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Bank Strategic Planning Needs More Strategic Thinking

Leda Glyptis' "Planning Like a Banker" post takes banks to task for three strategy-related "mistakes":

  1. Making irrevocable decisions when they know the least they will ever know about everything;
  2. Discussing the what before the why, the how before the what, and the how much before everything;
  3. Not changing anything in the face of evidence and experience.

All great points. But if I can quibble a bit with Leda here, those aren't necessarily issues with "planning"--they're issues with how banks (and, to be fair, plenty of other industries) "manage." And I would submit that the underlying cause for the issues that Leda raises isn't poor planning, but the lack of strategic thinking.

Two Truths About Strategic Thinking

The core of the bad rap on strategic planning starts with confusing the process with strategic thinking. There are two truths about strategic thinking that bankers should never forget:

  1. The strategic planning process will not necessarily produce strategic thinking.
  2. Strategic thinking is needed all the time--not just during the strategic planning process.

Without an understanding of these truths, the strategic planning process is set up for failure. Don't throw out the baby with the bath water, though: Strategic planning can be effective if you understand and define the specific roles it can play.  Because sometimes, strategic planning isn't about strategic planning.

Three Roles of Strategic Planning

Consciously--or purposely--or not, sometimes strategic planning isn't about strategic planning. Sometimes it's about:

  • Alignment. Get the team together, stick them in a conference room offsite for the better part of two days, and discuss what you think you're going to do over the next 12 to 24 months (with lesser concern about that 13 to 24 month part). Hash it out for a bit. Come to some agreements (some real, some veiled), and voila! You have alignment around your "strategic" plan. Often, the plans are nothing more than a continuation of what's already going on in the organization. But here's the thing that might surprise you; That's not necessarily a bad thing. An organization doesn't have to re-think it's strategy every 12 months (if things are working).
  • Education. In other instances, strategic planning is used as a way to educate the management team (and board) about what's going on out in the real world. Typically, a couple of outside speakers are brought in to inform the team on some aspect of the industry.
  • Resource allocation. In far too many banks, strategic planning is really just the annual budgeting process, and strategic planning is little more than a process for resource allocation.

What may or may not be present in any of these scenarios is strategic thinking. I could even make a case that strategic thinking is detrimental to the alignment scenario--the last thing that process needs is someone questioning commonly-held beliefs and assumptions about the business, otherwise the team might never come to alignment.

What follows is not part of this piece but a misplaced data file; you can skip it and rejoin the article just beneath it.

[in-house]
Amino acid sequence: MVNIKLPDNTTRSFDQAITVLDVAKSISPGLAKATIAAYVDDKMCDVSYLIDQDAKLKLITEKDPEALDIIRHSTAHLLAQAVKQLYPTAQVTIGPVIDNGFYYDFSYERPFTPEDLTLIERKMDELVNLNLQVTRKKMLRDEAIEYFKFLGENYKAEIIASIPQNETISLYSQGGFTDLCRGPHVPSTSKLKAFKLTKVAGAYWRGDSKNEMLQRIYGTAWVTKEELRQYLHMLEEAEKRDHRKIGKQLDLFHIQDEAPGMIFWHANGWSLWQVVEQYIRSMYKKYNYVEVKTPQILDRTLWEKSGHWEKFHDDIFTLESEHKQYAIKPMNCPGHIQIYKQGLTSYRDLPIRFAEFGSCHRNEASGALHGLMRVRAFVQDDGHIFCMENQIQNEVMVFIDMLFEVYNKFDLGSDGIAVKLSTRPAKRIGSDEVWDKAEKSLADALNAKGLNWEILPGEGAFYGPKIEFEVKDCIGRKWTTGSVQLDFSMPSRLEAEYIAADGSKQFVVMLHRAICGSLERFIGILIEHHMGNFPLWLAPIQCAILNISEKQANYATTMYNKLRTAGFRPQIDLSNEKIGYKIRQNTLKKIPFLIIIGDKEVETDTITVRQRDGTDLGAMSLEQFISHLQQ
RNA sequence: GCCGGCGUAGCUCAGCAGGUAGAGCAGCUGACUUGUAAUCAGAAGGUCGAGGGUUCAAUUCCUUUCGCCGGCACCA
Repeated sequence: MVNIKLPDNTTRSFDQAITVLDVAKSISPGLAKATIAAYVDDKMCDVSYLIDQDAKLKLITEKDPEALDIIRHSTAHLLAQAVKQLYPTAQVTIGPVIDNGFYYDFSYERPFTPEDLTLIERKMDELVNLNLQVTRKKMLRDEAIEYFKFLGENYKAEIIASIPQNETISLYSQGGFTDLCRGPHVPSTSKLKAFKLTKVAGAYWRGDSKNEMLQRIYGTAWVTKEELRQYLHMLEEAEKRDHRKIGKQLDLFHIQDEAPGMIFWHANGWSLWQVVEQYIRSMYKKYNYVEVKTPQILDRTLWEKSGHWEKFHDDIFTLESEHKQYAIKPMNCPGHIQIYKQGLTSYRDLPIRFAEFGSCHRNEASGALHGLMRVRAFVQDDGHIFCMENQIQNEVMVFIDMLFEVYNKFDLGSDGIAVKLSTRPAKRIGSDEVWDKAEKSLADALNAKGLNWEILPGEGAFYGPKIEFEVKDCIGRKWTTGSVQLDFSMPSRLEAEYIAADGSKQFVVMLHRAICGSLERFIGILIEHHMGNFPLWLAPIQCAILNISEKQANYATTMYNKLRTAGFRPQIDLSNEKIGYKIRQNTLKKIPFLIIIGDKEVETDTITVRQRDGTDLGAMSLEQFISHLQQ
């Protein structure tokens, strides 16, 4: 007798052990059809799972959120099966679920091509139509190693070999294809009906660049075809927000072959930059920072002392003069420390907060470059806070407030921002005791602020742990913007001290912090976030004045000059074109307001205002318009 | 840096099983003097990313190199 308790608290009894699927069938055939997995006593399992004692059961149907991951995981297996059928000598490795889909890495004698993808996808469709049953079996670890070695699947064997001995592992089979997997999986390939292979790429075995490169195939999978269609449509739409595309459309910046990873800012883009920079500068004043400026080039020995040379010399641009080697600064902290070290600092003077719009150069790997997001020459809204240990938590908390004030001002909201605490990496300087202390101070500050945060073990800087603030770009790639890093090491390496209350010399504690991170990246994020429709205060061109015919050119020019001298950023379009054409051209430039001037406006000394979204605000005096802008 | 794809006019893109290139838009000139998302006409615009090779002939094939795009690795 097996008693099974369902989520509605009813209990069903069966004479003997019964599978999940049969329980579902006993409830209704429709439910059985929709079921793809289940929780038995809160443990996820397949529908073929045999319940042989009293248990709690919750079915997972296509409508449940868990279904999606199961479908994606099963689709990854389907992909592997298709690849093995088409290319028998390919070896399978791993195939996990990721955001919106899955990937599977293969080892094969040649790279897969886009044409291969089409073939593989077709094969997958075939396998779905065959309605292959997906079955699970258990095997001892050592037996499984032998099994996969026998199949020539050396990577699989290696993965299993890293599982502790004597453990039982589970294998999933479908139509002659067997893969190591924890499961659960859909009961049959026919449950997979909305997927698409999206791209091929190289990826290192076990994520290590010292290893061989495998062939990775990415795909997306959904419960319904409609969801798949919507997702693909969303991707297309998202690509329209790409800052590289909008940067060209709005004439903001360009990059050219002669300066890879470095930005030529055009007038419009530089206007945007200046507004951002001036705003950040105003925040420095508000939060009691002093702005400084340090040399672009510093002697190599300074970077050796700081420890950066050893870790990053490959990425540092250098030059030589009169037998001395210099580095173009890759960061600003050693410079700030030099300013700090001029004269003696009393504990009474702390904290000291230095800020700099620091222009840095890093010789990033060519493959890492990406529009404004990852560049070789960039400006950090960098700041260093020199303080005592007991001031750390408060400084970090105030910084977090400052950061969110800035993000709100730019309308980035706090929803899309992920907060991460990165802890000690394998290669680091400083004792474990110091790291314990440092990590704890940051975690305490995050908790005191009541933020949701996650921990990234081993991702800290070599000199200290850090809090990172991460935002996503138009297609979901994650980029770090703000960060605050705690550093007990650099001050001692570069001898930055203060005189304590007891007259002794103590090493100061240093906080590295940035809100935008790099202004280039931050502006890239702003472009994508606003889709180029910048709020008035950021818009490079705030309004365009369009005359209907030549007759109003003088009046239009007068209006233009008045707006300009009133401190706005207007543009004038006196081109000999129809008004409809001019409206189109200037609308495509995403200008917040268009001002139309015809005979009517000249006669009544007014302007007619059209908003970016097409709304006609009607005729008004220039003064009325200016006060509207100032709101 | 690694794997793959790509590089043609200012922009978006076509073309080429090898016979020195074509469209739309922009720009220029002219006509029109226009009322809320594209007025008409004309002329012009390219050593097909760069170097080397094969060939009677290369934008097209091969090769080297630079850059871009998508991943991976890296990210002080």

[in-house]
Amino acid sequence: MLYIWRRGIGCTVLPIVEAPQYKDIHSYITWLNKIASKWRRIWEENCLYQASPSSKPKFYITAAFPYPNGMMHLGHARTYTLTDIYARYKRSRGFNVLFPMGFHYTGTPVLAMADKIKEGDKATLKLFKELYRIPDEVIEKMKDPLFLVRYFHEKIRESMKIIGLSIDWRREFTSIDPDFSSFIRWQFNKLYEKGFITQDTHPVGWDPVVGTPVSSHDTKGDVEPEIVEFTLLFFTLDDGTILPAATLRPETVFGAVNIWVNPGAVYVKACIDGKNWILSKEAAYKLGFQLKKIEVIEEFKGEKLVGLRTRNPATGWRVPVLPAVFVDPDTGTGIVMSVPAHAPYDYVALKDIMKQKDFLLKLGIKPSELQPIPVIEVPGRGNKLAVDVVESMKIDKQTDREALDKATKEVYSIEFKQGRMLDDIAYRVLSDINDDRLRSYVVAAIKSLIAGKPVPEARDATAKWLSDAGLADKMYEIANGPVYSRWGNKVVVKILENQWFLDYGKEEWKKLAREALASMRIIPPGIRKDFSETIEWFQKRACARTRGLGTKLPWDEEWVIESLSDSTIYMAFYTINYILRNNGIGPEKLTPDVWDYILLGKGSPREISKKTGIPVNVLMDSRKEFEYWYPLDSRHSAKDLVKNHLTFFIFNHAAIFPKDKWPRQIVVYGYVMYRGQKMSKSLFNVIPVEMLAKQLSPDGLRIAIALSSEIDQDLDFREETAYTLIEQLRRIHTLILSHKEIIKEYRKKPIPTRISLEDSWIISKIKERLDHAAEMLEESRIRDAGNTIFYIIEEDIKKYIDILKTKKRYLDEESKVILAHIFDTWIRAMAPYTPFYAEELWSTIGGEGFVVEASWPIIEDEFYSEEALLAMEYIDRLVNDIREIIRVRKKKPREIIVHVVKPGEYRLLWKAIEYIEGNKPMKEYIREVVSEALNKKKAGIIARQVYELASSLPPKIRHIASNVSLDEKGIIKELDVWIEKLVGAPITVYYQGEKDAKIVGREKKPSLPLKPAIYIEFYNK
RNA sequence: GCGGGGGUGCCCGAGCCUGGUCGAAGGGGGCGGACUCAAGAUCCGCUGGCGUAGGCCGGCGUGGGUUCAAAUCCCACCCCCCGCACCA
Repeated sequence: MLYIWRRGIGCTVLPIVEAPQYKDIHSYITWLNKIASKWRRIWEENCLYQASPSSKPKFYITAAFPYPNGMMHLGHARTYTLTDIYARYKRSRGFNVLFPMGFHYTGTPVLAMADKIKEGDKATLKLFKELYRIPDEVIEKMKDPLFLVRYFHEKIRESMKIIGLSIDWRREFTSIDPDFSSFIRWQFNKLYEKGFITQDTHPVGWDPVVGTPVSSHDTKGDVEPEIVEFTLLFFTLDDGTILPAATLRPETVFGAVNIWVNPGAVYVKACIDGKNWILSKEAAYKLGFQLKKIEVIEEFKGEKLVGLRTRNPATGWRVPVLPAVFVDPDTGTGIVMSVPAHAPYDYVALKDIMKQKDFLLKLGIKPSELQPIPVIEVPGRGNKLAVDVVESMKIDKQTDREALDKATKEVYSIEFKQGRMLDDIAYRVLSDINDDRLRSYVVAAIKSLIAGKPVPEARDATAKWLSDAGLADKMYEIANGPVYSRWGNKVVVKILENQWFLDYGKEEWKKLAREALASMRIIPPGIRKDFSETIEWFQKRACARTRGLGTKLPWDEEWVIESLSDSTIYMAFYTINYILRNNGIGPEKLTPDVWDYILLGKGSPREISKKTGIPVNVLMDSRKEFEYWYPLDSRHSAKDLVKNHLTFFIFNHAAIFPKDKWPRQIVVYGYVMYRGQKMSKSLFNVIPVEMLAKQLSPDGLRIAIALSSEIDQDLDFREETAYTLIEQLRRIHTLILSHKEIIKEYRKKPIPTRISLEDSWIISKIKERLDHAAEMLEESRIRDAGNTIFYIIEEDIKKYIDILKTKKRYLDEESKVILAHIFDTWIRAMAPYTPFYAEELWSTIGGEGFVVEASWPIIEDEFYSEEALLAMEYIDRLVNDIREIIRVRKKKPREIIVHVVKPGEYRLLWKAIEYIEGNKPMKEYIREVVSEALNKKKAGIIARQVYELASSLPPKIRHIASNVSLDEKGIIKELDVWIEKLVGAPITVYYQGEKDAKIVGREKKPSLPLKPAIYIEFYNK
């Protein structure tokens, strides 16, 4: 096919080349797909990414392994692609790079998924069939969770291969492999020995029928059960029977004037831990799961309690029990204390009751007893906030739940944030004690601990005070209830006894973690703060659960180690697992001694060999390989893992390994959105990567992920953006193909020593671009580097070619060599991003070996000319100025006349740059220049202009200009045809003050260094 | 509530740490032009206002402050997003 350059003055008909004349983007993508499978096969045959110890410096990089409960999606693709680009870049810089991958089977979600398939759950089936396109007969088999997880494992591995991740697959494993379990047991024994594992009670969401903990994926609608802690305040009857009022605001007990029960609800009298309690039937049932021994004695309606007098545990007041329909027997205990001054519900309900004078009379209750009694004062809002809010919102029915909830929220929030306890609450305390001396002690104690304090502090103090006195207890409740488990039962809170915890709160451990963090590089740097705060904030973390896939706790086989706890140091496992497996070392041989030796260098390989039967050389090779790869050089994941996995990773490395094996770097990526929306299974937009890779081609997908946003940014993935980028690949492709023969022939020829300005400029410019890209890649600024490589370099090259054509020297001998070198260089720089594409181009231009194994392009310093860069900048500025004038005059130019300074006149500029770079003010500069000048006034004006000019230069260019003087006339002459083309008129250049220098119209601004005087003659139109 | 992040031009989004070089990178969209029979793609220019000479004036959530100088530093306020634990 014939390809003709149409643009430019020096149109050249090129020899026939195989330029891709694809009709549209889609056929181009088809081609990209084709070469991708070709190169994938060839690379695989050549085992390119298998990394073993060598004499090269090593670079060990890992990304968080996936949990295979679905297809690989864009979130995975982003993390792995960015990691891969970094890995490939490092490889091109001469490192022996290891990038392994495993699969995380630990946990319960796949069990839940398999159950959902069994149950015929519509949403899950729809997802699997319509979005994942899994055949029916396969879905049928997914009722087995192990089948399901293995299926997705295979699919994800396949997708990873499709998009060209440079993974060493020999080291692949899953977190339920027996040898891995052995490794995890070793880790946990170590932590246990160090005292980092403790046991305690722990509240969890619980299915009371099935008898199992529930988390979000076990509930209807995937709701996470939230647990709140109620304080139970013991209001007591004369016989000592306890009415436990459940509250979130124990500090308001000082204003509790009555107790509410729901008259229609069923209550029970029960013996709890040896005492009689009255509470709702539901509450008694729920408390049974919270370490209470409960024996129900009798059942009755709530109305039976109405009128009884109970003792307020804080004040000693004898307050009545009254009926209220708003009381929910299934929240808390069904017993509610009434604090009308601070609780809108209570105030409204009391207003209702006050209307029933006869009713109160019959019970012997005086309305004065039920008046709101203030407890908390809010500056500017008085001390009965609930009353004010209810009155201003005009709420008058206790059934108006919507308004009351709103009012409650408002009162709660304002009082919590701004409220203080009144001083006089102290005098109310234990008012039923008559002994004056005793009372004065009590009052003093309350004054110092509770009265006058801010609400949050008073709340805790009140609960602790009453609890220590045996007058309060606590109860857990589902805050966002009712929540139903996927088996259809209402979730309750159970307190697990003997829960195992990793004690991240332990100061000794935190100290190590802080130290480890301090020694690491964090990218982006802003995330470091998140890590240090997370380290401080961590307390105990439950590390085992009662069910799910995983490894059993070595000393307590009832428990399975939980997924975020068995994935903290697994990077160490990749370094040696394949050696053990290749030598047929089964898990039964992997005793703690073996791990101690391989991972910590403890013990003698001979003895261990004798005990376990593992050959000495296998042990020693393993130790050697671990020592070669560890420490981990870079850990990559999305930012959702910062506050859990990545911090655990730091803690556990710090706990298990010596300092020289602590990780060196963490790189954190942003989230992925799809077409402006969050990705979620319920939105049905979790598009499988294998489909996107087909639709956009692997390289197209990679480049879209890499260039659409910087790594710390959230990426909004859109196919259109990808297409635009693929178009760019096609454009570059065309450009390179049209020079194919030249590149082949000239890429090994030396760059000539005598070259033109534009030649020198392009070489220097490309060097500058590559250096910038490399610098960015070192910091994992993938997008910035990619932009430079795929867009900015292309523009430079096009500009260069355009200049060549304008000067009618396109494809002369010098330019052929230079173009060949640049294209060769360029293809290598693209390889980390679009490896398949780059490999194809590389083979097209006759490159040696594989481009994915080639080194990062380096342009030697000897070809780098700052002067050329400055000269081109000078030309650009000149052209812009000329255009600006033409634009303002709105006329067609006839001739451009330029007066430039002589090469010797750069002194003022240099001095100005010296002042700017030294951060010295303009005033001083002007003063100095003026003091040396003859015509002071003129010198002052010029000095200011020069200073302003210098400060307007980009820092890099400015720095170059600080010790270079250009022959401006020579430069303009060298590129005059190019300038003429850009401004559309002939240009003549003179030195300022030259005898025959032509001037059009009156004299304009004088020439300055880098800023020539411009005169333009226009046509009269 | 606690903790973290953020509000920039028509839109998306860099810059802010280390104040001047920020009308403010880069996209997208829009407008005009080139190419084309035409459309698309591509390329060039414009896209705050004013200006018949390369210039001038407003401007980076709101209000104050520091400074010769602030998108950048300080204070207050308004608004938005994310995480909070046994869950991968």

Understanding Strategic Thinking

Leda hits the nail on its head with her identification of the lack of strategic thinking in too many banks today. Part of the problem is that many execs have misconceptions about what constitutes strategic thinking. I don't think you'll find a generally accepted textbook definition of the term, so I'll put my stake in the ground and make this assertion:

Strategic thinking is more about looking at the past and present than it is the future.

Strategic thinking is introspection, not necessarily forecasting. Strategic thinking is asking:

  • What's working and not working--and why or why not?
  • Why do consumers do what they do, or not do what they don't do?
  • Why does that one pesky competitor of ours always eat our lunch?
  • What assumptions about the business do we hold dear, but not might be true? (think bank branches)

While I'm sure there are others, there are two common barriers to strategic thinking:

  • Some execs aren't equipped to address those questions. Reality is, many senior execs got to where they are because they're really good at managing people and/or operations. When they get to the senior ranks, there's this unwritten rule that somehow--magically--they're going to turn into strategic thinkers. Doesn't work that way. Sorry.
  • The truth hurts. Here's an uncomfortable thought: Maybe the reason things aren't working out like planned, or why that competitor beats you every time is the result of decisions YOU made or actions YOU took. Sure don't want that coming to light in the strategic planning process, do you?

Many bankers feel the pain of not having strategic thinking permeate the strategic planning process. The answer isn't to throw away the process. The answer is to make a big--and potentially painful and expensive--change to the process: Strategic "planning" needs to become an on-going process, not an "episodic" time-bounded process. 

The accounting process doesn't just once a year for six weeks, why should strategic planning?

How many monthly executive team meetings are nothing but a "go around the table and give an update of what's going on in your department" meeting? Answer: Too many. These meetings are missed opportunities to make strategic planning--and strategic thinking--an ongoing process.

And part of the job of the CEO and Chief Strategy Officer (if there is one) is to help other senior execs become better strategic thinkers.

It won't happen on an ad-hoc basis. Strategic planning must be designed to produce strategic thinking. Assuming strategic thinking is already there and will be magically infused into the process is a bad assumption.

Ron Shevlin
Director of Research
Cornerstone Advisors

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